Lawyers for terror suspects held at the U.S. detention facility at Guantanamo, Cuba, said Tuesday that detainees are engaged in widespread protests of conditions at the prison, including a hunger strike that may imperil their lives.
Calling the situation “alarming,” the lawyers said in a statement that some of their clients are “coughing up blood” and “losing consciousness.”  A letter making similar assertions was sent earlier this week to Navy Rear Adm. John W. Smith, the commander of the Joint Task Force at Guantanamo and signed by a dozen lawyers who represent most of the detainees at Guantanamo.  

A spokesman for U.S. military at Guantanamo   disputed the lawyers’ claims of a widespread hunger strike, saying they and their clients were merely trying to get attention and keep Guantanamo “in the news. ”


Report: Flimsy cybersecurity for US military is 'magnet to US opponents'

Anna Mulrine

The US military “cannot be confident” that its computer networks will continue to work in the event of a cyberattack from a reasonably competent enemy.
What’s more, the US military’s “dependence” on flimsy security systems “is a magnet to US opponents,” who are increasingly capable of attacking “with potential consequences similar in some ways to the nuclear threat of the Cold War.”
That’s the warning out of a new 18-month study from the Pentagon’s Defense Science Board, which formed a task force to review the vulnerability of US military networks.

Salami Suicide: Processed Meats Linked To Heart Disease And Cancer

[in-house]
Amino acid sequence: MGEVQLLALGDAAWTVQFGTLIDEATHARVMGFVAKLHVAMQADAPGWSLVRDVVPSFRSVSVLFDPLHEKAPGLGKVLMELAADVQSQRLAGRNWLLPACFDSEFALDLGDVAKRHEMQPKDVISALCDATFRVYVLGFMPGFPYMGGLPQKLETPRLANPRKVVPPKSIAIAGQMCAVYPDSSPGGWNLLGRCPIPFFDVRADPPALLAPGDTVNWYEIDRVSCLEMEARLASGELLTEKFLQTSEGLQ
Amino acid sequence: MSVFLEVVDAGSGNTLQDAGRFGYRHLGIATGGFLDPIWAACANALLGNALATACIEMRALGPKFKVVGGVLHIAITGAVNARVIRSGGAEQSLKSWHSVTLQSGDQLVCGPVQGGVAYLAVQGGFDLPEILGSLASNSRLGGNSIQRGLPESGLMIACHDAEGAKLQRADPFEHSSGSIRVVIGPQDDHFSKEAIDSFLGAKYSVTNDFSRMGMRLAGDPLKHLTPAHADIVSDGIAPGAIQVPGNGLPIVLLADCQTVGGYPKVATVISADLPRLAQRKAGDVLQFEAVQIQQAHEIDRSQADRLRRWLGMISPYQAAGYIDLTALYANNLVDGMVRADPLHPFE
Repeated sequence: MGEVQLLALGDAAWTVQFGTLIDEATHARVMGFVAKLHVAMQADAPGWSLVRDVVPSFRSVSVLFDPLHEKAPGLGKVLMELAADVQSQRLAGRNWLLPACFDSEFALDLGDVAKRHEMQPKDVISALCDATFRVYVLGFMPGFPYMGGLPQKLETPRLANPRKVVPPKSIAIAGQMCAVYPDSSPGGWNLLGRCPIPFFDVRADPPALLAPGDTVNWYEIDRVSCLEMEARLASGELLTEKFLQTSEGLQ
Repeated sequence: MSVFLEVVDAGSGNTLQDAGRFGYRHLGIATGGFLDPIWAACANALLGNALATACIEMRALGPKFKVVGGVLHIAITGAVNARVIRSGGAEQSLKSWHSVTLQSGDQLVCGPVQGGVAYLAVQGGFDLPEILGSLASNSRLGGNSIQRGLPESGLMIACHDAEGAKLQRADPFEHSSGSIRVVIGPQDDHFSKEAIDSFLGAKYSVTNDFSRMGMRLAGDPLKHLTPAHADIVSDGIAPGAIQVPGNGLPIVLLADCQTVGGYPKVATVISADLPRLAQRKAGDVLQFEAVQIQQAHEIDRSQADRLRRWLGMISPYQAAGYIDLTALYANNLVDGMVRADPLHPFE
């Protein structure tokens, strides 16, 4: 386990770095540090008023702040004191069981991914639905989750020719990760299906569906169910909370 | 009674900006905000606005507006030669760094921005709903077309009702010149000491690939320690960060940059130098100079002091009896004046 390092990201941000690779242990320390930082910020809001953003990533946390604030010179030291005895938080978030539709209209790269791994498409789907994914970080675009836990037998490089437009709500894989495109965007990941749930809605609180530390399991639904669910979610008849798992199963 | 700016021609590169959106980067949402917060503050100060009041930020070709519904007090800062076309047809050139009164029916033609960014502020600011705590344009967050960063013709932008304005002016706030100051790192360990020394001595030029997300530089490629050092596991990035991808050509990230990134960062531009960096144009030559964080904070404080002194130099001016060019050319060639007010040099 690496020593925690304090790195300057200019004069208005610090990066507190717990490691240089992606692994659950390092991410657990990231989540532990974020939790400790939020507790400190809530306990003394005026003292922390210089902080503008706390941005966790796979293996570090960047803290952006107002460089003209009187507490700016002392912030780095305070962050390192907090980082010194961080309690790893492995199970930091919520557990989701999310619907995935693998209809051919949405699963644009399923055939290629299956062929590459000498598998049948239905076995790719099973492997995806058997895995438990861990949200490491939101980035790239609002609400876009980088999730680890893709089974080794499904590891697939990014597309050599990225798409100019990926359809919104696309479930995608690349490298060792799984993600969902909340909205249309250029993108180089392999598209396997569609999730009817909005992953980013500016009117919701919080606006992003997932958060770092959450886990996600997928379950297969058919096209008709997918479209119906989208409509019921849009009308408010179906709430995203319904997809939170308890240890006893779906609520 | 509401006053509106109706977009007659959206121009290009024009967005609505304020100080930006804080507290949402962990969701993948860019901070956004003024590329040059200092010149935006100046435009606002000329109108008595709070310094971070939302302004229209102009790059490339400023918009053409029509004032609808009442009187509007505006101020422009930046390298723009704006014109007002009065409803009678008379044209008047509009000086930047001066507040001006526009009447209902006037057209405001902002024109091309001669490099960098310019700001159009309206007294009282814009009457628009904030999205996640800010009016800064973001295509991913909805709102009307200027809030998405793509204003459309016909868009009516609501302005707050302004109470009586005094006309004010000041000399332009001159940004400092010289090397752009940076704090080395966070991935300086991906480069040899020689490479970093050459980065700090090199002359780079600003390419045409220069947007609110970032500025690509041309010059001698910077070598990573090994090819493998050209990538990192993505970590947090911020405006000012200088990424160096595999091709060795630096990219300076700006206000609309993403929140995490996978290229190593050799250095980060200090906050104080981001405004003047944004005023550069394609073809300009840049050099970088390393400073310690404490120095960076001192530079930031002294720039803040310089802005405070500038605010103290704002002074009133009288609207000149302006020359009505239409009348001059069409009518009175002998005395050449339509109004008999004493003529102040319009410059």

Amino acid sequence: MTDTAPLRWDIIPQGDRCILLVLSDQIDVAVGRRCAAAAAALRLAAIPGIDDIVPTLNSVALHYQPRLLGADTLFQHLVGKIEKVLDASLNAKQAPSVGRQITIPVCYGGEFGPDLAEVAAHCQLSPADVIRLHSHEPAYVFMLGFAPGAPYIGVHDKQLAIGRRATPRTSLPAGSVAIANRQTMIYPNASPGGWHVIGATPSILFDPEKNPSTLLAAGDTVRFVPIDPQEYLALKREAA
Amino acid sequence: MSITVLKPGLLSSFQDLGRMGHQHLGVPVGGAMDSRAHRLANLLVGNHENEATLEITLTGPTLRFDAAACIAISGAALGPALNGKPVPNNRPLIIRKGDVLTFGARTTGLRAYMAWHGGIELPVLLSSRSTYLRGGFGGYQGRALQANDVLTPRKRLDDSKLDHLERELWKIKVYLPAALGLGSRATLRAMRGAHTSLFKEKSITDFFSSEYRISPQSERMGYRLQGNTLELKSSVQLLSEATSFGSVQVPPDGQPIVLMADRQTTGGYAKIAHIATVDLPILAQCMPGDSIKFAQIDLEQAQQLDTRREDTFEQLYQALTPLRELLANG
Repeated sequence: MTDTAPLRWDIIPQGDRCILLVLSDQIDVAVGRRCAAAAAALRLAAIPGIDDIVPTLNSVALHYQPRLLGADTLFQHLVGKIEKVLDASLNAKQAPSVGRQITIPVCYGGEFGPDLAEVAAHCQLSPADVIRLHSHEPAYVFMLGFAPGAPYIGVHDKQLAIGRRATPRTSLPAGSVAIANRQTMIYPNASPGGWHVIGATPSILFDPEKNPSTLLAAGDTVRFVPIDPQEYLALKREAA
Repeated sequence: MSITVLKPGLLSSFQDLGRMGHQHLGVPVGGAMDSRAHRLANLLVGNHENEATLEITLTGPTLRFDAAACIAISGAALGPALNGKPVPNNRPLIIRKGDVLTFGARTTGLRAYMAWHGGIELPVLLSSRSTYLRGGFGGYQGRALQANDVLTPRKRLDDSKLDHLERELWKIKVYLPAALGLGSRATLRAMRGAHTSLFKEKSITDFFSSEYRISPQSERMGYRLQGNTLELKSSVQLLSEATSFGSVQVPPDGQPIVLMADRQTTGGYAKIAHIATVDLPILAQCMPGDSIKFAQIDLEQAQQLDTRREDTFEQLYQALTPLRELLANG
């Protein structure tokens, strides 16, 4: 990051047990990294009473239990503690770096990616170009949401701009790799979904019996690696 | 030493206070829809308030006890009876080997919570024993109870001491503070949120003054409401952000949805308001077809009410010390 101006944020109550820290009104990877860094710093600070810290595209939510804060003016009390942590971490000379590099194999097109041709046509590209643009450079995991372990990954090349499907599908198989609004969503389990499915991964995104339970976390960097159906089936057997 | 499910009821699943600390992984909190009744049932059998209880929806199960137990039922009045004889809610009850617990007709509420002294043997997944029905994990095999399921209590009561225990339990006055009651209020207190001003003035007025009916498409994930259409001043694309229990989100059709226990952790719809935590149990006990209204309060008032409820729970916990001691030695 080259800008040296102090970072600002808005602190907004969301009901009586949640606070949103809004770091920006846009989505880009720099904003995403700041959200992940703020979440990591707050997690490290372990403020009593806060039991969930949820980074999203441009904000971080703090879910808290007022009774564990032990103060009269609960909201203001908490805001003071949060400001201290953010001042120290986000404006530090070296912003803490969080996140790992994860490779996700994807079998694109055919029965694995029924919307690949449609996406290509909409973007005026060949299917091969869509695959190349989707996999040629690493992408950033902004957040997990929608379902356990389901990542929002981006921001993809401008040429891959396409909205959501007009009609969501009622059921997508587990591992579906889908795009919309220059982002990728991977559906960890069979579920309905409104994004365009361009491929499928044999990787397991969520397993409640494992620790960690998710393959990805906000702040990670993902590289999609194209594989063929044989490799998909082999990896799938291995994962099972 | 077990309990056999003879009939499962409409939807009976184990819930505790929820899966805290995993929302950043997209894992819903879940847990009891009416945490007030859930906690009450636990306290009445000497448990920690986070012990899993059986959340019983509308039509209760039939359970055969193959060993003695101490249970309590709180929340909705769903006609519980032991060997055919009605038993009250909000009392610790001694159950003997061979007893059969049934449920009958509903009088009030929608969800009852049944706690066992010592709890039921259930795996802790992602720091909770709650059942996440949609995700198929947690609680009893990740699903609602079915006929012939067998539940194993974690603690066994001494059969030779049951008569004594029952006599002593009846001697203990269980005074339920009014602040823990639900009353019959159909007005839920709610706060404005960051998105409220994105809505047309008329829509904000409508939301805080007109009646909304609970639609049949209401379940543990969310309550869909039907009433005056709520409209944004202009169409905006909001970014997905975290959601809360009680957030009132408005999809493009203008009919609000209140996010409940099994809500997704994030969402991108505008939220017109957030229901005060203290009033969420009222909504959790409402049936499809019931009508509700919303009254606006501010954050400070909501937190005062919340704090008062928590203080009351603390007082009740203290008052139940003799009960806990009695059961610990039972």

Nancy Shute

Bacon and bologna are hardly health food. But a huge new study offers the strongest evidence yet that eating processed meat boosts the risk of the two big killers, cancer and heart disease.
A multinational group of scientists tracked the health and eating habits of bacon-loving Brits, wurst-munching Germans, jamon aficionados in Spain, as well as residents of seven other European countries — almost a half-million people in all.
They found that people who ate a lot of processed meats — more than 20 grams a day, the equivalent of one thin strip of bacon — were much more likely to die of heart attacks and stroke, and also had a higher cancer risk. The more processed meats they ate, the greater the risk

Fossils Suggest Giant Descendants Of Modern Camels Roamed The Canadian Arctic

Eyder Peralta

Camels belong in the desert. That's what we've learned since grade school.
Today, NPR's Melissa Block talked to Natalia Rybczynski, a paleobiologist at the Canadian Museum of Nature, who tells Melissa that fossils she has unearthed tell a different story.
The fossils, found on a frigid ridge in Canada's High Arctic, show that modern camels actually come from giant relatives that roamed the forests of Ellesmere Island 3.5 million years ago.